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ICAC finds former university IT manager corrupt

Thursday 25 June 2015

The NSW Independent Commission Against Corruption (ICAC) has found that former university information technology (IT) manager Brett Roberts engaged in corrupt conduct by dishonestly exercising his public official functions through authorising or certifying the payment of false invoices which resulted in him receiving over $86,000 in corrupt payments in relation to work that was never done.

Mr Roberts worked as an IT manager at the University of Newcastle from 2006 to 2007, the University of Sydney in 2010 and 2011 and Macquarie University from 2012 to 2013. In its report, Investigation into the conduct of a university manager and others in relation to false invoicing, released today, the Commission finds Mr Roberts caused, or attempted to cause, the payment of false invoices to a private company called Management and Professional Services Pty Ltd (MAPS), a sole operator IT consultancy owned by Mr Roberts' then friend, Christopher Killalea.

Although MAPS did not do any work for the universities, between them the University of Newcastle and Macquarie University paid $60,200 into MAPS bank accounts based on false invoices. Macquarie University paid a further $10,450 based on a false invoice to another IT consultancy, iPath Pty Ltd, which was then on-paid in full to MAPS. The University of Sydney paid $43,065 into a bank account controlled by Mr Roberts, who had nominated his bank account to receive payment from a number of false invoices, rather than the MAPS' bank account after Mr Roberts had arranged for MAPS to become an accredited supplier to enable him to obtain money from the university. On this occasion, the Commission is satisfied that Mr Killalea was not involved in the scheme to submit false invoices to the University of Sydney, but he was involved in the issuing of the false invoices to the University of Newcastle and Macquarie University.

The Commission finds that Mr Killalea engaged in corrupt conduct by adversely affecting the honest exercise of Mr Roberts' public official functions through collaborating with Mr Roberts in creating, and on some occasions, submitting the false invoices. Both Mr Roberts and Mr Killalea engaged in corrupt conduct by collaborating to create and submit a false licensing agreement and false emails to falsely represent that MAPS had done work for Macquarie University.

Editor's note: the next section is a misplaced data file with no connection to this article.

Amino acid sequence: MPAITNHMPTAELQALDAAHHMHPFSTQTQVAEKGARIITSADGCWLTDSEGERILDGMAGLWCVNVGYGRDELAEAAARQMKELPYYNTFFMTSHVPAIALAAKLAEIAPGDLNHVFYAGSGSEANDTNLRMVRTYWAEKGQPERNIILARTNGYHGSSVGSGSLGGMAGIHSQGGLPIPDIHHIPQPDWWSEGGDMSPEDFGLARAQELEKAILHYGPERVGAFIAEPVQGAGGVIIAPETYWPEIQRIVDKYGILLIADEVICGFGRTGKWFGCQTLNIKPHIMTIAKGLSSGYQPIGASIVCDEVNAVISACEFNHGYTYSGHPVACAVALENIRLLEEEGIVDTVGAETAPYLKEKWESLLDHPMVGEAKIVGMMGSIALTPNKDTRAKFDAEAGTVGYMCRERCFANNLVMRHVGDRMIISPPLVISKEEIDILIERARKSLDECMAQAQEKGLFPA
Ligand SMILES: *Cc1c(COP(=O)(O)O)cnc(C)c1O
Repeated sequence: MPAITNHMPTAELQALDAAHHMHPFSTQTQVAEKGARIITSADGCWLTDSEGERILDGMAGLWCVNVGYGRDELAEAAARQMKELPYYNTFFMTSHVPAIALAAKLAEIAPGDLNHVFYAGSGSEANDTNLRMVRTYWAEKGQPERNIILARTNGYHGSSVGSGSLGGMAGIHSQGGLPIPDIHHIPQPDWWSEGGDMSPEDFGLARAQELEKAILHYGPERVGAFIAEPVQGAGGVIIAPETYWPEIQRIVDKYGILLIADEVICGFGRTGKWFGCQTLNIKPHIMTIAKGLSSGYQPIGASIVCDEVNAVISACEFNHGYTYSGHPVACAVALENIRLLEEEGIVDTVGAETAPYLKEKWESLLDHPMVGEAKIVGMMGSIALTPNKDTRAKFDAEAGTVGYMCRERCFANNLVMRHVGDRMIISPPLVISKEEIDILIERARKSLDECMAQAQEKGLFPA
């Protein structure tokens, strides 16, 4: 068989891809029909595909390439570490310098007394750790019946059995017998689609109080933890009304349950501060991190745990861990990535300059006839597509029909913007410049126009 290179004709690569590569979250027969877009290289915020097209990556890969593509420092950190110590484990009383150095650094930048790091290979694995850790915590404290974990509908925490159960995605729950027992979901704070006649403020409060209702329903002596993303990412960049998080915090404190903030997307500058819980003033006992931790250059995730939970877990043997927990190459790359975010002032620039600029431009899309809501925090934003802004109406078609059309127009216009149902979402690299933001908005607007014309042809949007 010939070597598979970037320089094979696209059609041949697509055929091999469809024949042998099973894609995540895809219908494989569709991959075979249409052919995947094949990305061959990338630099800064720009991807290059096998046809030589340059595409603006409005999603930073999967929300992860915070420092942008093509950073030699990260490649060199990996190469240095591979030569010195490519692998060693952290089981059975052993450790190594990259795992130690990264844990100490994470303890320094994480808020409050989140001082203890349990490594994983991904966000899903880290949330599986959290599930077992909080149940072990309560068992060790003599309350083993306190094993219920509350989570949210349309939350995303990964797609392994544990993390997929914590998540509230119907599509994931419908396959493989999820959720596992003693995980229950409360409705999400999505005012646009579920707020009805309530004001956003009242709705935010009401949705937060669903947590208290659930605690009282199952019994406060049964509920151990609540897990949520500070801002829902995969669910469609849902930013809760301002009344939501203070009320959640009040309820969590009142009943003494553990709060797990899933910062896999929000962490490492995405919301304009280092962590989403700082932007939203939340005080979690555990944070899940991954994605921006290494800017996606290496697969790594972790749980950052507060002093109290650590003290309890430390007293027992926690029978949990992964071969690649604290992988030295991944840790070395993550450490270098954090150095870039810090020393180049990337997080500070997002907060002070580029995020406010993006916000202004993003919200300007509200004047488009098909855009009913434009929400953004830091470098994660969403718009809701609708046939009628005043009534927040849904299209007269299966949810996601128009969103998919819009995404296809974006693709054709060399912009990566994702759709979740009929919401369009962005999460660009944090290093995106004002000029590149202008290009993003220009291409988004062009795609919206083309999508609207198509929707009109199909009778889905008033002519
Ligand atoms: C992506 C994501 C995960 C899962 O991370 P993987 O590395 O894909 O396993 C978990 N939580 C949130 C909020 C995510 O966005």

Messrs Roberts and Killalea also engaged in corrupt conduct in relation to a MAPS invoice for $10,450 that Mr Roberts arranged for Mr Killalea to send to iPath Pty Ltd, for work they knew MAPS had not done, knowing that iPath would use the invoice to obtain $10,450 from Macquarie University. iPath director Emiel Temmerman sent an iPath invoice to Macquarie University in which he copied the work description provided to him from the MAPS invoice. Mr Temmerman engaged in corrupt conduct by agreeing with Mr Roberts to submit the invoice to Macquarie University, knowing that work was not done and that Mr Roberts would exercise his public official functions to dishonestly arrange payment of the invoice. Mr Roberts received $9,450 from that scheme, while Mr Killalea kept the remaining $1,000.

The ICAC is of the opinion that consideration should be given to obtaining the advice of the Director of Public Prosecutions with respect to the prosecution of Messrs Roberts and Killalea for various offences, including fraud, obtaining money by deception and, in the case of Mr Roberts using a false document (his curriculum vitae) to obtain employment at the universities. The Commission recommends that all three universities ensure that employment screening checks are performed on preferred applicants in line with the Australian Standard on Employment Screening (AS 4811-2006).

The Commission held a public inquiry, as part of the investigation, over three days from 16 to 18 February 2015. Commissioner the Hon Megan Latham presided and five witnesses gave evidence.

Media contact: ICAC Manager Communications & Media Nicole Thomas 02 8281 5799 / 0417 467 801

Investigation report   Fact sheet